Record Details

Donovan, Edward R;Gleeson, Todd T
Metabolic support of moderate activity differs from patterns seen after extreme behavior in the desert iguana Dipsosaurus dorsalis
Physiological and Biochemical Zoology
Journal Article
Dipsosaurus dorsalis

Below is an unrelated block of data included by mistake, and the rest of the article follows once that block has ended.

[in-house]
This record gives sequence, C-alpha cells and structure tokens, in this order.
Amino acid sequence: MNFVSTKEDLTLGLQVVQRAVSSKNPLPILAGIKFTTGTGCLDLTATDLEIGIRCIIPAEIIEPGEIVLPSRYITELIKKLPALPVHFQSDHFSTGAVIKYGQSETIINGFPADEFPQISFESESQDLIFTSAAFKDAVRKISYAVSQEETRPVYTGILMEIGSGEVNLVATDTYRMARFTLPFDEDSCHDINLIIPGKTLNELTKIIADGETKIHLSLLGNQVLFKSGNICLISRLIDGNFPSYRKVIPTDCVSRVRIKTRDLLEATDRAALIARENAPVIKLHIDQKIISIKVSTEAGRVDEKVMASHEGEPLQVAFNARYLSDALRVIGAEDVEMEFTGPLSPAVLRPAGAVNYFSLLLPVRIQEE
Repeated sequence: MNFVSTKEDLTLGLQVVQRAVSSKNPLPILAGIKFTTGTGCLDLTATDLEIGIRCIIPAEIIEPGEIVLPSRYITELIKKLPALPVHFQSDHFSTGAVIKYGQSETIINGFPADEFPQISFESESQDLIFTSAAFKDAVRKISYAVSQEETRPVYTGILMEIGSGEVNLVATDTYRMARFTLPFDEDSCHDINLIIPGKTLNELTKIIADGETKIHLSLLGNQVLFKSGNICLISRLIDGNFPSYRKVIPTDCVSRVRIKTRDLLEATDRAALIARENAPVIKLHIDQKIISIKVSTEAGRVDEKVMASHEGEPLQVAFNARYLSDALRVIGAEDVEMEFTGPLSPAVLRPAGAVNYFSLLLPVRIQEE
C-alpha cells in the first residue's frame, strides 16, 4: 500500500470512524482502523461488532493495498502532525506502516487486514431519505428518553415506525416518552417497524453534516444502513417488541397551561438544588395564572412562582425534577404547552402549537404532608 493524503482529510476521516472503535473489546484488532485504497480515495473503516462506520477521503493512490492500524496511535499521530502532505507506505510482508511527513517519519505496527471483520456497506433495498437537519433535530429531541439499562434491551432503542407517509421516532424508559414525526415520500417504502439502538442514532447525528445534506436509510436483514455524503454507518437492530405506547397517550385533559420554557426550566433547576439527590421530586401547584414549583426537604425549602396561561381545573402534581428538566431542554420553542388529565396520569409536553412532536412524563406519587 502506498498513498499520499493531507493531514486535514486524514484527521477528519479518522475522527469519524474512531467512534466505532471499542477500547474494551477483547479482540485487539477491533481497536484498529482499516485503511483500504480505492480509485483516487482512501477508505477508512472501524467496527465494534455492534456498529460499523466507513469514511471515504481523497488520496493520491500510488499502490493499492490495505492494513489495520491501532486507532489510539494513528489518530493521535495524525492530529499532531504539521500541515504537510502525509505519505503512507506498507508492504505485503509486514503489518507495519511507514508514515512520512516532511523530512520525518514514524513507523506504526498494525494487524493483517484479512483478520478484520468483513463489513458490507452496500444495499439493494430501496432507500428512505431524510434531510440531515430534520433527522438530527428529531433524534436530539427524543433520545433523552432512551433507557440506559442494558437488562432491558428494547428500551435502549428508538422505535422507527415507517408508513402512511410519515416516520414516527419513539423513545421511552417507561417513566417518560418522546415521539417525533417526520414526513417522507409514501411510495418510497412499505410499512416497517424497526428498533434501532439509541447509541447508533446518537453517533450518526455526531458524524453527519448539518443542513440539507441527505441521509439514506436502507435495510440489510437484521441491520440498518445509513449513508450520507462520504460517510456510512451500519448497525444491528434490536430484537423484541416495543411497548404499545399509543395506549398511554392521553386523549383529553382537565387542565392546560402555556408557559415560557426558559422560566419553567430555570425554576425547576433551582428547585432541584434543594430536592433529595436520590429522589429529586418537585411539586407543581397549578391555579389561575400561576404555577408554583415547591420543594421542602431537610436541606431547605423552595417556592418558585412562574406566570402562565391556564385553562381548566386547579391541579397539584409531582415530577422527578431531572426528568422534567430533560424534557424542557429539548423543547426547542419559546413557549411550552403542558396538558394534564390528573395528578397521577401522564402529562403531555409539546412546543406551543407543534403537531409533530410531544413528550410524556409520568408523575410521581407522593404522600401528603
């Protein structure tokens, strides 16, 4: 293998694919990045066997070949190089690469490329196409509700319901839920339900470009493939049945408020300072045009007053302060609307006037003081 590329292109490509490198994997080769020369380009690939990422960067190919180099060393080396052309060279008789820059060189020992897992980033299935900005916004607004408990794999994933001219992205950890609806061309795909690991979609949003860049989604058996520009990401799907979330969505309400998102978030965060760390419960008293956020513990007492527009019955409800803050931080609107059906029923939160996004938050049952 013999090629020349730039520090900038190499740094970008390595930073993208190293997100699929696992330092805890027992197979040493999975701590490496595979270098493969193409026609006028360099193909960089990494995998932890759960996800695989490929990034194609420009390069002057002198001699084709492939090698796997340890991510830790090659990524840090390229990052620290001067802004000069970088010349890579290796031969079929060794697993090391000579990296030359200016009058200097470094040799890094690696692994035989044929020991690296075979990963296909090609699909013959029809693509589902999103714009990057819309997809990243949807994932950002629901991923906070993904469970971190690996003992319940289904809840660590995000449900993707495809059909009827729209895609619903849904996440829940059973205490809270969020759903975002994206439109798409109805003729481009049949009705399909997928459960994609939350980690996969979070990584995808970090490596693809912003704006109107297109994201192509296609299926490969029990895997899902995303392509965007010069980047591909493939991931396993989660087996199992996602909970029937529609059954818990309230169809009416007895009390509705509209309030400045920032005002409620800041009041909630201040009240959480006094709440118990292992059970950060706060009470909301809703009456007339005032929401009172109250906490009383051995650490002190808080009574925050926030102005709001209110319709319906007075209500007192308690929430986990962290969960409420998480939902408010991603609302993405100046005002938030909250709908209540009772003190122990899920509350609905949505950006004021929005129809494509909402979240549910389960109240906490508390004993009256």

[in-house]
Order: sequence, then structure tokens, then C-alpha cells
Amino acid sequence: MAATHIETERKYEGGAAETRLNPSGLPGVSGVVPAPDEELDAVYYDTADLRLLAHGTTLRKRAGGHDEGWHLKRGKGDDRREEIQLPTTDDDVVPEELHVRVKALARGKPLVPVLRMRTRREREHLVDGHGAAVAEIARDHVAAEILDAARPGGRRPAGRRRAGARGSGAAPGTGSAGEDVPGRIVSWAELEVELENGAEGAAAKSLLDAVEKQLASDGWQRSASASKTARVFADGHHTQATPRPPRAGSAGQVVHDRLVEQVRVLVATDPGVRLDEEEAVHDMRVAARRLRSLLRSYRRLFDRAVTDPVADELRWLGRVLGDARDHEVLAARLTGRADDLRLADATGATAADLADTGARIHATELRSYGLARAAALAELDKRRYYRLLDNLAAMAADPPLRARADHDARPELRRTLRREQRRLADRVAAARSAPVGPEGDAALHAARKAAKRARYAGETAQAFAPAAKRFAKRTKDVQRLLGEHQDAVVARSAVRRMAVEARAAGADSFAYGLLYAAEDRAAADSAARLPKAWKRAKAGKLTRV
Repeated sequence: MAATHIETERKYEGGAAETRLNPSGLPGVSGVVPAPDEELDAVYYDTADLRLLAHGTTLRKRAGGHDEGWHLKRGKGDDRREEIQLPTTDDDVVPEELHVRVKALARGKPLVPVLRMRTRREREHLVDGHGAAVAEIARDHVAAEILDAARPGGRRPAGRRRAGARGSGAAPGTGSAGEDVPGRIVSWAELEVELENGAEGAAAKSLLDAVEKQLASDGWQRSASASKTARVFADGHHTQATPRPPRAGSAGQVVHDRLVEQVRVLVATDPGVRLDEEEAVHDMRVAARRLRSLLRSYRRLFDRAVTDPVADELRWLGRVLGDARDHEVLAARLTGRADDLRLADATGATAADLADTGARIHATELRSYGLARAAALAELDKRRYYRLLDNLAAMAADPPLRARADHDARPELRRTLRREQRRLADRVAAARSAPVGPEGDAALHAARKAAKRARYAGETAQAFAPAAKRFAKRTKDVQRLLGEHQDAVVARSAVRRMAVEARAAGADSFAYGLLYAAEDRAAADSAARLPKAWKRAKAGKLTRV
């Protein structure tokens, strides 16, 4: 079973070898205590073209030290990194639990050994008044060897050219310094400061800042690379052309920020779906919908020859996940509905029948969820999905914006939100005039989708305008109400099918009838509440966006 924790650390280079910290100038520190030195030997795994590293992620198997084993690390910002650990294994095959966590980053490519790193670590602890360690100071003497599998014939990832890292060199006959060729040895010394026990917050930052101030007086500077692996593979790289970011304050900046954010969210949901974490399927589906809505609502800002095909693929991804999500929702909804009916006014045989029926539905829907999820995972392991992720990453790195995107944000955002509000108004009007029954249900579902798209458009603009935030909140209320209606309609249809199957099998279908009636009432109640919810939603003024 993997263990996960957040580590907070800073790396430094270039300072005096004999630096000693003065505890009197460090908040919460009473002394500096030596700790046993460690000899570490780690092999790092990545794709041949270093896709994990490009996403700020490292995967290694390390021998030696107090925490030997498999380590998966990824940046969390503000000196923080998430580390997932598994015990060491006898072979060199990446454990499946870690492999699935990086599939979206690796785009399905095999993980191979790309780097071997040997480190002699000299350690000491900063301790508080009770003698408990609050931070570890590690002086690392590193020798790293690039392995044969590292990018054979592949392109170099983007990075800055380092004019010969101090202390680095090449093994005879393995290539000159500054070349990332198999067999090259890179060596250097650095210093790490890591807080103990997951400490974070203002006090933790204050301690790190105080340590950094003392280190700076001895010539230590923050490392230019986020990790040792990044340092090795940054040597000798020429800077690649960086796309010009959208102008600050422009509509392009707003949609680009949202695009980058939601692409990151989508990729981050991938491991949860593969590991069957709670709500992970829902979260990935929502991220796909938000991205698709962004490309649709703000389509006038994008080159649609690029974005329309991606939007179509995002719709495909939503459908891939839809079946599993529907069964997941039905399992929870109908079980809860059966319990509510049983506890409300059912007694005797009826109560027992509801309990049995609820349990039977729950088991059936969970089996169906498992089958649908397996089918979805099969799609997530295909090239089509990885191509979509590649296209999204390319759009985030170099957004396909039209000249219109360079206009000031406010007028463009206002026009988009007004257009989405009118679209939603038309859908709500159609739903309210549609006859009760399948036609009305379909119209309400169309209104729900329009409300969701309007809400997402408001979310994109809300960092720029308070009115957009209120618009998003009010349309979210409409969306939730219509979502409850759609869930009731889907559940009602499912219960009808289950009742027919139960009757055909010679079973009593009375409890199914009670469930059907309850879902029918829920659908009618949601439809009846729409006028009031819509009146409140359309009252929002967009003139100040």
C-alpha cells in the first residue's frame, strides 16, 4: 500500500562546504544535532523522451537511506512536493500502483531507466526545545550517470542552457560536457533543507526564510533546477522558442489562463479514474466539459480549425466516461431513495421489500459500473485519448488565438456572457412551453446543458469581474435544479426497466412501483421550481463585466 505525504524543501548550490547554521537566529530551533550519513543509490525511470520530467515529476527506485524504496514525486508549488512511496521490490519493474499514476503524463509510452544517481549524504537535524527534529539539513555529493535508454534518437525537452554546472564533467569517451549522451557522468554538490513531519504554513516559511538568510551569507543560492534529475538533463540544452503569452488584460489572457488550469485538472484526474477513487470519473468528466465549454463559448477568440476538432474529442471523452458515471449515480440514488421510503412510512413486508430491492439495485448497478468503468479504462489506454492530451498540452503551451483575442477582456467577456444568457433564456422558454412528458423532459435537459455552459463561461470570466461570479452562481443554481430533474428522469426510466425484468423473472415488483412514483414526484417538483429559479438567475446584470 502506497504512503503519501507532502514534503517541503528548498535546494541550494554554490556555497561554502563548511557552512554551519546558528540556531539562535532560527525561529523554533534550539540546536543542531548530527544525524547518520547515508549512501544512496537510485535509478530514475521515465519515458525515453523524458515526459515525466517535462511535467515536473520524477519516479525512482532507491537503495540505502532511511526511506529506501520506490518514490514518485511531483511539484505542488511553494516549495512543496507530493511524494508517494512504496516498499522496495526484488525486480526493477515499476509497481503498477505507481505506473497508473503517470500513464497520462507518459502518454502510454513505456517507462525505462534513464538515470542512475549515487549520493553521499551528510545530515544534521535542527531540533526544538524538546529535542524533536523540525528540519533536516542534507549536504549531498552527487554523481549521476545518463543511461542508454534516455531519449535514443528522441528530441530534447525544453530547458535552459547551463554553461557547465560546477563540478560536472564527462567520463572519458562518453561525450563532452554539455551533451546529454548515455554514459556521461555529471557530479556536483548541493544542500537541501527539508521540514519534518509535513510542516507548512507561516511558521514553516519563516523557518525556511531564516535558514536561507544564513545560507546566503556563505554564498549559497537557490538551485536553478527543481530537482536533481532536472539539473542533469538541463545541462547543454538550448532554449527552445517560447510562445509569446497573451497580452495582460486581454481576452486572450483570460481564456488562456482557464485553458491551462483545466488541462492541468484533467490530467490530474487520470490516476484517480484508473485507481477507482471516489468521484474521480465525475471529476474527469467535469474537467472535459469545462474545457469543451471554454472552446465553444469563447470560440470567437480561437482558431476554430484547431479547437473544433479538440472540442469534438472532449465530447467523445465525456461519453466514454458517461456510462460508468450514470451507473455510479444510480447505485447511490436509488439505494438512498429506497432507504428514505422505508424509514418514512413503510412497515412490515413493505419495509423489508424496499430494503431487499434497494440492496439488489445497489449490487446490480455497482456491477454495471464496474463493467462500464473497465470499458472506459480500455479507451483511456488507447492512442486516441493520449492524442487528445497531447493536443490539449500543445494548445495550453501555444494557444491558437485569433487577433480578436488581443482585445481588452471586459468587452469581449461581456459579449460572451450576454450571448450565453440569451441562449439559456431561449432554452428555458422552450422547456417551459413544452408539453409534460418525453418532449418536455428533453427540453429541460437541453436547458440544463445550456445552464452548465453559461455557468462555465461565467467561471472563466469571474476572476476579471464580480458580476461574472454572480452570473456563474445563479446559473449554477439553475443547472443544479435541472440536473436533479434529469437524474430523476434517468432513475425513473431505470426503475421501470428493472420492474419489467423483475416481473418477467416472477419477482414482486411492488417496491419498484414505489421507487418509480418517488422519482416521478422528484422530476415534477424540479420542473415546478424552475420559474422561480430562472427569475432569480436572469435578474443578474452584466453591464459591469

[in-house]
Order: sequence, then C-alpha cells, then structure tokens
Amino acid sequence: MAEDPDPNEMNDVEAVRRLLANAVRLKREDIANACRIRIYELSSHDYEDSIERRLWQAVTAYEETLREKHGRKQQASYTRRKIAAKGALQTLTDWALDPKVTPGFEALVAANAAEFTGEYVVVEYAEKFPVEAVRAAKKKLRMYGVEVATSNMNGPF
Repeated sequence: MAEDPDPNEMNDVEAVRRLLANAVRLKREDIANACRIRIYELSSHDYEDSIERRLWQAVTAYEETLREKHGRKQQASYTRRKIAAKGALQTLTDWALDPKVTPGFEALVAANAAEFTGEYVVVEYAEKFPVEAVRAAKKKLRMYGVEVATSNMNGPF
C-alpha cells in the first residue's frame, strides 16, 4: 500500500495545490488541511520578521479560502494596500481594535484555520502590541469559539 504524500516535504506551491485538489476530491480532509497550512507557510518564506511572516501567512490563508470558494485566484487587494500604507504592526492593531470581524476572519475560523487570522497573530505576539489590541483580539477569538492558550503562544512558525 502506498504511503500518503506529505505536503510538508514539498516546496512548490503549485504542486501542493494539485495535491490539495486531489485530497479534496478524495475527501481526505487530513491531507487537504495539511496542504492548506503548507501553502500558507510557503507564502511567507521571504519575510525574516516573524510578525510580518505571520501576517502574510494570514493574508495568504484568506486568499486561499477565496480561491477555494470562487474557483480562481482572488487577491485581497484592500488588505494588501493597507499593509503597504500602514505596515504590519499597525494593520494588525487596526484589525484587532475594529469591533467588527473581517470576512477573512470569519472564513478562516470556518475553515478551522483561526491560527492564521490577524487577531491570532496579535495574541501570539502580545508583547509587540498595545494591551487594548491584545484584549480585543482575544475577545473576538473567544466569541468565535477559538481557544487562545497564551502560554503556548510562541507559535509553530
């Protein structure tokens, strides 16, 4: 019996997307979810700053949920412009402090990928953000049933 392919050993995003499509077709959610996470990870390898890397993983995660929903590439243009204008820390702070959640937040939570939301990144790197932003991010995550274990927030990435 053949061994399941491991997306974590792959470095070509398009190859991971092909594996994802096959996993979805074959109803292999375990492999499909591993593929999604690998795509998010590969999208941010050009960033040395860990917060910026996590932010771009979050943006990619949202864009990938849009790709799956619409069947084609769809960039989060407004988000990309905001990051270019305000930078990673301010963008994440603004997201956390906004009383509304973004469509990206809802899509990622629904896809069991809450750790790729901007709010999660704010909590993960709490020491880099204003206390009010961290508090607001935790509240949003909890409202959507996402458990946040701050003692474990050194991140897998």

This study examined glucose and lactate metabolism in an iguanid lizard, Dipsosaurus dorsalis, during rest and after activity patterned on field behavior (15 s of running at 1 m/s). Metabolite oxidation and incorporation into glycogen by the whole animal, the liver, and oxidative and glycolytic muscle fibers were measured using 14C- and 13C-labeled compounds. Results showed that lactate metabolism is more responsive to changes that occurred between rest and recovery, whereas glucose appears to play a more steady state role. After activity, lactate oxidation produced 57 times as much ATP during 1 h of recovery than did glucose oxidation. However, lactate oxidation rates were elevated for only 30 min after activity, while glucose oxidation remained elevated beyond 1 h. Lactate was the primary source for glycogen synthesis during recovery, and glucose was the main glycogenic substrate during rest. This study supports previous research showing that brief activity in D. dorsalis is primarily supported by glycolysis and phosphocreatine breakdown, but it also suggests that there may be less of a reliance on glycolysis and a greater reliance on phosphocreatine than previously shown. The findings presented here indicate that the metabolic consequences of the behaviorally relevant activity studied are less severe than has been suggested by studies using more extreme activity patterns.